Credit CDC PHIL
The steady procession of new, or updated, guidance on dealing with Ebola continues to come from the CDC, with a revised case definition published today. Interim guidance documents are works in progress, and are subject to revision as more is learned about dealing with the disease.
Updated: August 7, 2014
Early recognition is critical for infection control. Healthcare providers should be alert for and evaluate any patients suspected of having EVD.
A person who has both consistent symptoms and risk factors as follows: 1) Clinical criteria, which includes fever of greater than 38.6 degrees Celsius or 101.5 degrees Fahrenheit, and additional symptoms such as severe headache, muscle pain, vomiting, diarrhea, abdominal pain, or unexplained hemorrhage; AND 2) Epidemiologic risk factors within the past 21 days before the onset of symptoms, such as contact with blood or other body fluids or human remains of a patient known to have or suspected to have EVD; residence in—or travel to—an area where EVD transmission is active*; or direct handling of bats, rodents, or primates from disease-endemic areas.
Person Under Investigation (PUI)
A PUI who is a contact of an EVD case with either a high or low risk exposure (see below).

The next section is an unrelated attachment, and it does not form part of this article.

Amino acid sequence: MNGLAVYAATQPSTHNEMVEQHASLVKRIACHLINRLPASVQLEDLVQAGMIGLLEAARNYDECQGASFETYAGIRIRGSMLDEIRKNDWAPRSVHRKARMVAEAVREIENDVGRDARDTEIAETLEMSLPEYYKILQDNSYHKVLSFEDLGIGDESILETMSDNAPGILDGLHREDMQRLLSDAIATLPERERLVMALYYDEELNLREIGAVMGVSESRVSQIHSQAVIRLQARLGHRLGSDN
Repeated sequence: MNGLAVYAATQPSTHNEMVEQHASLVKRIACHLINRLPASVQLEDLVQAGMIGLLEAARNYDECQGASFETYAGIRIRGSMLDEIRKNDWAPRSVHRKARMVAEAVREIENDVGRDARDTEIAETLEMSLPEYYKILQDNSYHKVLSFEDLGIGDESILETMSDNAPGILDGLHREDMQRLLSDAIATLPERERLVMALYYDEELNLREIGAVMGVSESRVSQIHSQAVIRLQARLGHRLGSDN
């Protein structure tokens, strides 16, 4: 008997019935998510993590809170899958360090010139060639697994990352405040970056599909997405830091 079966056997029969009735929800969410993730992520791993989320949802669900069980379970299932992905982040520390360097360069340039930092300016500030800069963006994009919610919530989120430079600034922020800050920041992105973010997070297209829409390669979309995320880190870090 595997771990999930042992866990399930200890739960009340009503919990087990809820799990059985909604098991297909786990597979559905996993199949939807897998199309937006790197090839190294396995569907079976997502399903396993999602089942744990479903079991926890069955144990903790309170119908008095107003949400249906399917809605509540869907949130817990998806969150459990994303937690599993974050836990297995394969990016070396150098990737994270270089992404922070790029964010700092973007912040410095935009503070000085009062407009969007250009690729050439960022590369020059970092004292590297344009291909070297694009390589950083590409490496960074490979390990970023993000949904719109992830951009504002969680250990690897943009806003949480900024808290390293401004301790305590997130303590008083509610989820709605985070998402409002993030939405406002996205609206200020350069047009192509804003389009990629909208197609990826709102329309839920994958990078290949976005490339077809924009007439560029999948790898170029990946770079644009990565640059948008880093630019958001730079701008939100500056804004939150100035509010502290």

A case with laboratory confirmed diagnostic evidence of ebola virus infection.
Contacts of an EVD Case
Contacts of an EVD case have different levels of exposure risk, as follows:
High risk exposures
A high risk exposure includes any of the following:
- Percutaneous, e.g. the needle stick, or mucous membrane exposure to body fluids of EVD patient
- Direct care or exposure to body fluids of an EVD patient without appropriate personal protective equipment (PPE)
- Laboratory worker processing body fluids of confirmed EVD patients without appropriate PPE or standard biosafety precautions
- Participation in funeral rites which include direct exposure to human remains in the geographic area where outbreak is occurring without appropriate PPE
Low risk exposures
A low risk exposure includes any of the following
- Household member or other casual contact1 with an EVD patient
- Providing patient care or casual contact1 without high-risk exposure with EVD patients in health care facilities in EVD outbreak affected countries*
No known exposure
Persons with no known exposure were present in an EVD outbreak affected country* in the past 21 days with no low risk or high risk exposures.
1 Casual contact is defined as a) being within approximately 3 feet (1 meter) or within the room or care area for a prolonged period of time (e.g., healthcare personnel, household members) while not wearing recommended personal protective equipment (i.e., droplet and contact precautions–see Infection Prevention and Control Recommendations); or b) having direct brief contact (e.g., shaking hands) with an EVD case while not wearing recommended personal protective equipment (i.e., droplet and contact precautions–see Infection Prevention and Control Recommendations). At this time, brief interactions, such as walking by a person or moving through a hospital, do not constitute casual contact.
* Outbreak affected countries include Guinea, Liberia, Sierra Leone, and Lagos, Nigeria, as of 4-August-2014